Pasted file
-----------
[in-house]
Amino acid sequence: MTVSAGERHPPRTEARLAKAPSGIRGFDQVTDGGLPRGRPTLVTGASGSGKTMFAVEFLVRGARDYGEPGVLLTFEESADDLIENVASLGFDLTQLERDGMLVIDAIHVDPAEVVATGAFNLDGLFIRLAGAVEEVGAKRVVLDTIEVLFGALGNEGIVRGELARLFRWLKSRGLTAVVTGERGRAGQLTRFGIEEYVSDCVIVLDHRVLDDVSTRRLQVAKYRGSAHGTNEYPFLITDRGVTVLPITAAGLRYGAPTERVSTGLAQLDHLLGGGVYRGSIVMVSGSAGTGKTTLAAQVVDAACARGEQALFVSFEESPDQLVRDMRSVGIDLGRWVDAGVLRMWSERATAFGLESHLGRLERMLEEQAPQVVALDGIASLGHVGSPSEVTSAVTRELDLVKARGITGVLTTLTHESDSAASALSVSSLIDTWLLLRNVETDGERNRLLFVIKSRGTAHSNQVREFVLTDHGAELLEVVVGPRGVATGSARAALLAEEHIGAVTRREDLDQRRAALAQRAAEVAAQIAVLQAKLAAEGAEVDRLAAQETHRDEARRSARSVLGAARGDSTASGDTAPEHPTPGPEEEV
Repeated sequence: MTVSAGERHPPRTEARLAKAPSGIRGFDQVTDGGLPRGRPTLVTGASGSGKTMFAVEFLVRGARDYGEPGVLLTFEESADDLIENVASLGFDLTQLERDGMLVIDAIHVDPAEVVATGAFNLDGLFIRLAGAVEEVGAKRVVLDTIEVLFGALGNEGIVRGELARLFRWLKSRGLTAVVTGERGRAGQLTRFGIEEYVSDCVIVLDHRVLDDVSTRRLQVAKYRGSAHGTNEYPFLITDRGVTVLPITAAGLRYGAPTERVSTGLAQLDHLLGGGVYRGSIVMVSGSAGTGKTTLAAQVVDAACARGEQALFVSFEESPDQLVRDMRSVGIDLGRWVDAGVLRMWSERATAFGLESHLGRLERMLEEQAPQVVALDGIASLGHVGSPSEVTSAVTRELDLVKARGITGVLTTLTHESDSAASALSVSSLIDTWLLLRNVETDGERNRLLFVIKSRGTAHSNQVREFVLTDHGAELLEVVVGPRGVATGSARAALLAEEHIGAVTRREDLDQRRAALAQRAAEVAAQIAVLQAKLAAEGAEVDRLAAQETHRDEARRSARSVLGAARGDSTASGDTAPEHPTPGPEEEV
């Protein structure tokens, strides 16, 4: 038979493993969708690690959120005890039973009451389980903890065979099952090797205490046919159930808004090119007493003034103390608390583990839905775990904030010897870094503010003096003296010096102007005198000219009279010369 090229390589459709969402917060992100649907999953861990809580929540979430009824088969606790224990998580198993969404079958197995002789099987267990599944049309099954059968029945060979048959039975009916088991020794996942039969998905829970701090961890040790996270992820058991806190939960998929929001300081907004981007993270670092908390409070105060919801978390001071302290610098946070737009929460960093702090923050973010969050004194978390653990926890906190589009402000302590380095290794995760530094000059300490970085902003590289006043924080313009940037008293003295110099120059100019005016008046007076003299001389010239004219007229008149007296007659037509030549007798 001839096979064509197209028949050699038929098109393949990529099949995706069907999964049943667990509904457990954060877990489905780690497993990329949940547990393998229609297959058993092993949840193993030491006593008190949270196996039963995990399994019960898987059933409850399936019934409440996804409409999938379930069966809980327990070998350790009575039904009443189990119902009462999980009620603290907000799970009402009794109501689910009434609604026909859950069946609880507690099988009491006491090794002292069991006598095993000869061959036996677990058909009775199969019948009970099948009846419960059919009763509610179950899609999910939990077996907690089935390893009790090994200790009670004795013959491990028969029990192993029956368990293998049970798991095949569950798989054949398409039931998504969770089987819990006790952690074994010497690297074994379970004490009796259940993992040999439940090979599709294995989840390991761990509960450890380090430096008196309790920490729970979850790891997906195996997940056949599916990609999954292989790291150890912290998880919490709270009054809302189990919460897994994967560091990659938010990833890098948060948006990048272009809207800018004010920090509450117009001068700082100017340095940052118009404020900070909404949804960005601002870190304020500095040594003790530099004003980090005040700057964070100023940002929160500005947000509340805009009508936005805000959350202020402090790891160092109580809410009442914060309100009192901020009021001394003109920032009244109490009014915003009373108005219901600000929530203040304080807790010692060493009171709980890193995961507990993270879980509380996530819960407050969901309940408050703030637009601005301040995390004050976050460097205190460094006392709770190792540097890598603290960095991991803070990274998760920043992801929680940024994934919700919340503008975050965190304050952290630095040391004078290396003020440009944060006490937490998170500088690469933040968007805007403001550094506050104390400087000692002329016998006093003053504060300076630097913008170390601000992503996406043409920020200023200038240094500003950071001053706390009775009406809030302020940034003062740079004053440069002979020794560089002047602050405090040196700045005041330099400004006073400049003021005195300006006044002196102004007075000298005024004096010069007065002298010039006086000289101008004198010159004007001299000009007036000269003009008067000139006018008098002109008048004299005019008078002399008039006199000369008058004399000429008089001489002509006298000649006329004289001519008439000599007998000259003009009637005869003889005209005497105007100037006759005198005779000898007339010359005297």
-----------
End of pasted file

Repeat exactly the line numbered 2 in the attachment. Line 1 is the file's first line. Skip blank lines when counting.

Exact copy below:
Amino acid sequence: MTVSAGERHPPRTEARLAKAPSGIRGFDQVTDGGLPRGRPTLVTGASGSGKTMFAVEFLVRGARDYGEPGVLLTFEESADDLIENVASLGFDLTQLERDGMLVIDAIHVDPAEVVATGAFNLDGLFIRLAGAVEEVGAKRVVLDTIEVLFGALGNEGIVRGELARLFRWLKSRGLTAVVTGERGRAGQLTRFGIEEYVSDCVIVLDHRVLDDVSTRRLQVAKYRGSAHGTNEYPFLITDRGVTVLPITAAGLRYGAPTERVSTGLAQLDHLLGGGVYRGSIVMVSGSAGTGKTTLAAQVVDAACARGEQALFVSFEESPDQLVRDMRSVGIDLGRWVDAGVLRMWSERATAFGLESHLGRLERMLEEQAPQVVALDGIASLGHVGSPSEVTSAVTRELDLVKARGITGVLTTLTHESDSAASALSVSSLIDTWLLLRNVETDGERNRLLFVIKSRGTAHSNQVREFVLTDHGAELLEVVVGPRGVATGSARAALLAEEHIGAVTRREDLDQRRAALAQRAAEVAAQIAVLQAKLAAEGAEVDRLAAQETHRDEARRSARSVLGAARGDSTASGDTAPEHPTPGPEEEV